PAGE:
Medieval deer park history revealed at Gwynedd site
An ancient deer park which medieval princes may have used for hunting has been discovered in Gwynedd, archaeologists have claimed.
They say it is shown in aerial photographs of the Brynkir estate at Dolbenmaen after a dig last year by researchers from Cardiff University.
The royal deer park is thought to date to the reign of Prince Llywelyn the Great in the 13th Century.
Experts and students plan to return in August to carry out more excavations.
They hope further examination of the derelict Plas Brynkir manor house will uncover more details of the area's history.
The archaeologists say they were alerted to the possibility of the hidden deer park by three pieces of evidence.
These included the oval shape of the enclosure, evidence of banks and ditches built up in the area, and the name Brynkir itself, thought to derive from the Welsh translation of "Hill of Deer".
Project leader Mark Baker said: "The former royal deer park of the native Welsh princes, set within a far larger landscape designed for hunting and other sports, illustrates how much there is still to learn about the lives of the princes.
"The park seems to be an egg-shape field, with a narrow area where the deer were tended to, and a wider part into which they were released for hunts.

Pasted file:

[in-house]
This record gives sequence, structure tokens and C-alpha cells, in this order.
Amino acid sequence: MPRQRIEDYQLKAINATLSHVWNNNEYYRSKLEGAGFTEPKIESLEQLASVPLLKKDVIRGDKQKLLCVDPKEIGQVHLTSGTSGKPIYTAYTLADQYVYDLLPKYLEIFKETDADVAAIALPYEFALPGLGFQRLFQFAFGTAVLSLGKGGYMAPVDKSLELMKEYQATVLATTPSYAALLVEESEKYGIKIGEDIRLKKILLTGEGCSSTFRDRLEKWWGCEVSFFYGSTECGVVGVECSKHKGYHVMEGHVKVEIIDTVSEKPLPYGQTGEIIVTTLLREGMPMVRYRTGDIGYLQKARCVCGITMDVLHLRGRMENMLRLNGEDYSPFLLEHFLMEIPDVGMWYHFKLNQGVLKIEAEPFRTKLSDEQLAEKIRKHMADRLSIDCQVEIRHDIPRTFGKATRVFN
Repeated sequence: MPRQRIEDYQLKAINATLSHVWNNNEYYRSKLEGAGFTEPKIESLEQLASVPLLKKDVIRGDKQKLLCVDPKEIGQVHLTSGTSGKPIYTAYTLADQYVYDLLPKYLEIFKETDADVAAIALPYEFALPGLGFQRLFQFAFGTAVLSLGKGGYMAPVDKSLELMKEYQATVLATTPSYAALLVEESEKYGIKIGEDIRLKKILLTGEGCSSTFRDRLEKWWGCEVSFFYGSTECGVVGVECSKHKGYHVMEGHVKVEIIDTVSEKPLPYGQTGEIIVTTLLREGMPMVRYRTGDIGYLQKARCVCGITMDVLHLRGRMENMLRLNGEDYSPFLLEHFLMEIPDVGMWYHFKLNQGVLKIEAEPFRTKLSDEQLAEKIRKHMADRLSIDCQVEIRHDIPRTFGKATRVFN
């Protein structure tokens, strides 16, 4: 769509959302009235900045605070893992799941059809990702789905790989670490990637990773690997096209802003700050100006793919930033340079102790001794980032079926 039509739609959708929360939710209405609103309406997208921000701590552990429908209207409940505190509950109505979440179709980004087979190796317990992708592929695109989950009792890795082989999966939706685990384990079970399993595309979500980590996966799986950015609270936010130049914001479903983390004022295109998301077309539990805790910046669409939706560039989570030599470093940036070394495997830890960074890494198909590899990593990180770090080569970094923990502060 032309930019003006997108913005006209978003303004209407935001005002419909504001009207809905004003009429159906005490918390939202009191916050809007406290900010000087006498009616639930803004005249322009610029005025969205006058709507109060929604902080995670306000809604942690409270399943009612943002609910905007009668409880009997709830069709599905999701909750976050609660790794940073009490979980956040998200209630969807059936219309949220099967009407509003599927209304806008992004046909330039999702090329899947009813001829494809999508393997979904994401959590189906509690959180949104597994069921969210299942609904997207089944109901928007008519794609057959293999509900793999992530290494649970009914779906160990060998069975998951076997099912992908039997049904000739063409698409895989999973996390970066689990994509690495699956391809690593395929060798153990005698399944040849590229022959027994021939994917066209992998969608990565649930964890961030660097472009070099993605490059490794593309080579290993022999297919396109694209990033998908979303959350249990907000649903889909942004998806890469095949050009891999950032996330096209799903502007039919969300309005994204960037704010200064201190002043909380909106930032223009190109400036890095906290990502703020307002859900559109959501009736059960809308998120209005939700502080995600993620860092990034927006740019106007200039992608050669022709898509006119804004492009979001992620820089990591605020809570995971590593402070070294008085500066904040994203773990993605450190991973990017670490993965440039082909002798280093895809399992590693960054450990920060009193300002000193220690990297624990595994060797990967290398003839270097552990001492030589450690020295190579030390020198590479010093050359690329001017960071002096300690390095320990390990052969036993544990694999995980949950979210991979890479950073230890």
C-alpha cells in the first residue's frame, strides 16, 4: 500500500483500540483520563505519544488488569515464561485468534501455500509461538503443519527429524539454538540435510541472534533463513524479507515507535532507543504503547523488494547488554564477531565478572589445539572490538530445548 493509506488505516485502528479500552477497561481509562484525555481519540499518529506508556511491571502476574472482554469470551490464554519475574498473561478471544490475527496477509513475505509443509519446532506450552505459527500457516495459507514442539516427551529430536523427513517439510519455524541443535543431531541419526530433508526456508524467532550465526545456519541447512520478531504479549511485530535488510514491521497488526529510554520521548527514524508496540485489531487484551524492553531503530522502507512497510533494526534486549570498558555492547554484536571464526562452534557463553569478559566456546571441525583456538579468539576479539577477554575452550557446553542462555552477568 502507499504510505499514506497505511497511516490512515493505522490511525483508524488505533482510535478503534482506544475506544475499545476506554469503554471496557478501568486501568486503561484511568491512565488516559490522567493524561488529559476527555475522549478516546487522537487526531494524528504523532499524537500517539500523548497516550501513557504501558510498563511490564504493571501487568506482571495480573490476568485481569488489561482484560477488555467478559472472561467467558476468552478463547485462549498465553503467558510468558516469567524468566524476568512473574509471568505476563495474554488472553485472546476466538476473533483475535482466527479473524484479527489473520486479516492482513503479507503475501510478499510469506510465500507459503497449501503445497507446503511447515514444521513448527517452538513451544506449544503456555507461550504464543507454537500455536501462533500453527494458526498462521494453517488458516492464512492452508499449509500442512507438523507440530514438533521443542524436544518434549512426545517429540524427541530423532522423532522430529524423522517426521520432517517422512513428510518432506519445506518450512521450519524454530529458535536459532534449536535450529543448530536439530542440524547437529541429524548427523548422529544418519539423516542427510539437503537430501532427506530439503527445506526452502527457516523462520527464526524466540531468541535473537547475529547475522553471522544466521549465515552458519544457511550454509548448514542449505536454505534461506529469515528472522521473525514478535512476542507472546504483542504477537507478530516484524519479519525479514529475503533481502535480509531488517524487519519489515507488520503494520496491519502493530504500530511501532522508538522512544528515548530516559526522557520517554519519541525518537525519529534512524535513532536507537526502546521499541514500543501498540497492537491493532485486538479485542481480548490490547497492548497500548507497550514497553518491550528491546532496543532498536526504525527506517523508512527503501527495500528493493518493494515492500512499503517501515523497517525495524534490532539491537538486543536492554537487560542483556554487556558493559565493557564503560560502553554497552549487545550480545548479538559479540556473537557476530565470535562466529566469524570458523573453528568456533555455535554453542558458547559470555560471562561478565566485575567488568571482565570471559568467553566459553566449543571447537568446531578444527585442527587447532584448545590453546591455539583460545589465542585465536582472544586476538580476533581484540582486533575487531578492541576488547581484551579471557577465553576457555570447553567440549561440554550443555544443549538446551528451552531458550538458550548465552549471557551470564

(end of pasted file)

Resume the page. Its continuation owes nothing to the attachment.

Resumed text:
"This is similar to royal deer parks found elsewhere in Europe, but we already know Llywelyn the Great moved his court to Criccieth around 1230, so it predates the overwhelming influence of Anglo-Norman society on Wales.
"So we're hoping that once we start digging, we'll learn more about how continental Europe influenced Wales before England had a chance to."
Through diplomacy and confrontation Llywelyn the Great - born Llywelyn ap Iorwerth - became the de-facto ruler of much of Wales until his death in 1240.
"We know very well about Llywelyn the Great's formidable reputation as a warrior, but what this find is re-emphasising is that he was also an adept diplomat," added Mr Baker, whose PhD research is being funded by the Society of Architectural Historians of Great Britain.
"A park like this would most likely have been used for entertaining and forging alliances. We're hoping that August's dig will help to tell us more about how, and who they were with."
Uncovering the secrets of the deer park and the medieval history of the Brynkir estate has been a challenge for the researchers, as the manor house was built over the site many years later.
So as part of the new investigations, a geophysical survey will also be carried out, funded by the Gwynedd branch of the Welsh Historic Gardens Trust.
The excavations at Brynkir will continue throughout August, with an open day on 30 August for the public to find out more about any new discoveries.